November 11, 2020

-i Adjectives

All About い i Adjectives

Adjectives are split into 2 groups.

  1. -i adjectives
  2. -na adjectives (for -na adjectives click here)

Today, we'll look at -i adjectives, but 

Before the lesson, you need to know...
  • Adjectives in Japanese are different from English adjectives in that they conjugate like verbs. That is, they have a different form for the past and negative tenses. In this lesson, you will learn the basic forms.
  • These are called -i adjectives because they end with an -i sound. However, a few -na adjectives also end in -i like きれい kirei (pretty). You'll just have to learn these exceptions.

はじめましょう! Let’s begin…


Examples of -i adjectives are さむい samui (cold) and あつい atsui (hot) [notice they both end with an -i; see here for a much longer list]

The past tense of -i adjectives is formed by dropping the -i  and adding "katta"  samu katta (was cold) and atsu katta (was hot).

The negative (non past) is formed by dropping the -i and adding "kunai"  samu kunai (not cold) and atsu kunai (not hot)


SENTENCE #1: non-past lone adjective

北海道(ほっかいどう)は  さむい  です。

hokkaidou wa samui desu.
Hokkaido is cold.

Here the adjective さむい (cold) is used by itself (not modifying a noun or anything) so it doesn’t change at all!

SENTENCE #2: non-past modifying adjective

北海道(ほっかいどう)は  さむい  ところ です。

hokkaidou wa samui tokoro desu.
Hokkaido is a cold place.

This sentence is just like above but now the adjective さむい (cold) is modifying a noun ところ (place), BUT it doesn’t change forms either (just like the English)! 

For -i adjectives there is no change of the adjective behind a noun or when it's on its own.

Easy, right?

Well, don't get too happy. Let’s go negative…

SENTENCE #3: non-past negative

フロリダは  さむくない  です。

furorida wa samukunai desu.
Florida is NOT cold.

Now we have the first change. Unlike English, adjectives change when the sentence is negative. It may seem strange at first, but you will get used to it. Simply drop the -i and add the -kunai. Before a noun it would be the same: samukunai tokoro (not a cold place)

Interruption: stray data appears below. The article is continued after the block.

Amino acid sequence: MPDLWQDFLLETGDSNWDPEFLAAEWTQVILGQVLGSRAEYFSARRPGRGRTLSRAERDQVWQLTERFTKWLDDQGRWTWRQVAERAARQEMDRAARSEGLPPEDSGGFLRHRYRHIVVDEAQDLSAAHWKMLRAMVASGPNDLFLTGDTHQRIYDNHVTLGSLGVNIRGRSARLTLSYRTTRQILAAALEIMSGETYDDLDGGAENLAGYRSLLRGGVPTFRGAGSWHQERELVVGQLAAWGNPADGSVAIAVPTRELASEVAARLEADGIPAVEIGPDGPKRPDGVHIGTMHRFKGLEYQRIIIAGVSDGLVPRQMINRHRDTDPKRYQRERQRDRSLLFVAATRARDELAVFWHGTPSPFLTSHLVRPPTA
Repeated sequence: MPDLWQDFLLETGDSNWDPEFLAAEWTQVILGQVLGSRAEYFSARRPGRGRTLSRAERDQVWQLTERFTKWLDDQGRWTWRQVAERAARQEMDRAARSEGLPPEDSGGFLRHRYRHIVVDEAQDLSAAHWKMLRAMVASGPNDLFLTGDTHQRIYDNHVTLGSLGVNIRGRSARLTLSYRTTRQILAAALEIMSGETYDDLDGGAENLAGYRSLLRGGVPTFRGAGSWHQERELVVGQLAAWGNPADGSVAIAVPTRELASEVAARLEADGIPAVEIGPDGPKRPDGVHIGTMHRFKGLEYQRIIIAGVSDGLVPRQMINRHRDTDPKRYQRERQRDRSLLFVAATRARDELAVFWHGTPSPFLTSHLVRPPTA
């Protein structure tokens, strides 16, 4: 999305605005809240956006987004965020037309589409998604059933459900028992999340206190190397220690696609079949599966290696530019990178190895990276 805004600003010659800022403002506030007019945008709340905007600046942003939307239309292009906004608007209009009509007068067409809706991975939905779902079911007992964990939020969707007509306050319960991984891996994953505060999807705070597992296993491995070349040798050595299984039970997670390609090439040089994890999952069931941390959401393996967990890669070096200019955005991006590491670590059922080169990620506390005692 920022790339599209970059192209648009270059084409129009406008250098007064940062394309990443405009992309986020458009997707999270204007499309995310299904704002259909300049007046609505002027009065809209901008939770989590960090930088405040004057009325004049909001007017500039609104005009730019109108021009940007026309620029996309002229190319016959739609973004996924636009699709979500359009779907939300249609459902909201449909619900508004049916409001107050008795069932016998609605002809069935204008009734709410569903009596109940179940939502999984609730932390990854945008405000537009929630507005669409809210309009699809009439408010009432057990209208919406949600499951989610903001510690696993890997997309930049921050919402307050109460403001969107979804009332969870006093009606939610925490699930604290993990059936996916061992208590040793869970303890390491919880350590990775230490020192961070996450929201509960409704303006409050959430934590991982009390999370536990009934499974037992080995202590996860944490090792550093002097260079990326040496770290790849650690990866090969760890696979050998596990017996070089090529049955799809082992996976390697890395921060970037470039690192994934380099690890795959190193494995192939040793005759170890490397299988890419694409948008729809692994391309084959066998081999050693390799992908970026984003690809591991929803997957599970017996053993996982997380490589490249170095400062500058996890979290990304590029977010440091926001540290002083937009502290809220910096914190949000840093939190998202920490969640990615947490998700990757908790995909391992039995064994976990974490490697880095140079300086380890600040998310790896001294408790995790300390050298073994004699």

SENTENCE #4: past

この (ふゆ)は さむかった  です。

kono fuyu wa samu katta desu.
This winter was cold.

For the past tense, drop the -i and add –katta.

Note: very often the desu at the end is dropped

The above examples represent the most common usage of -i adjectives. But there is also…

SENTENCE #5: past negative

きのう の ()は さむくなかった です。

kinou no yoru wa samu ku na katta desu.
It wasn't cold last night.

This is a melding of the negative and the past endings.

Actually, there are more ways to add endings to adjectives, but the above is the most useful.

All of this can be confusing for the beginner. I suggest memorizing a few good ONE-WORD examples. For example, if you spend a few minutes memorizing the following words, you should be able to figure out how to say other adjectives' forms.

(That's) interesting (or fun).

(That’s) delicious!


omoshiro kunai
(That’s) not interesting.

oishi kunai
(That’s) not delicious.


omoshiro katta
(That) was interesting!

oishi katta
(That) was delicious.


omoshiro kuna katta
(That) was not interesting.

oishi kuna katta
(That) was not delicious.

Listen to all four conjugations:

As I mentioned at the top, the endings for -i adjectives are the same as verb endings.

Click here to view a list of i-adjectives with sound.

Or, if you are ready to move to -na adjectives, click here.

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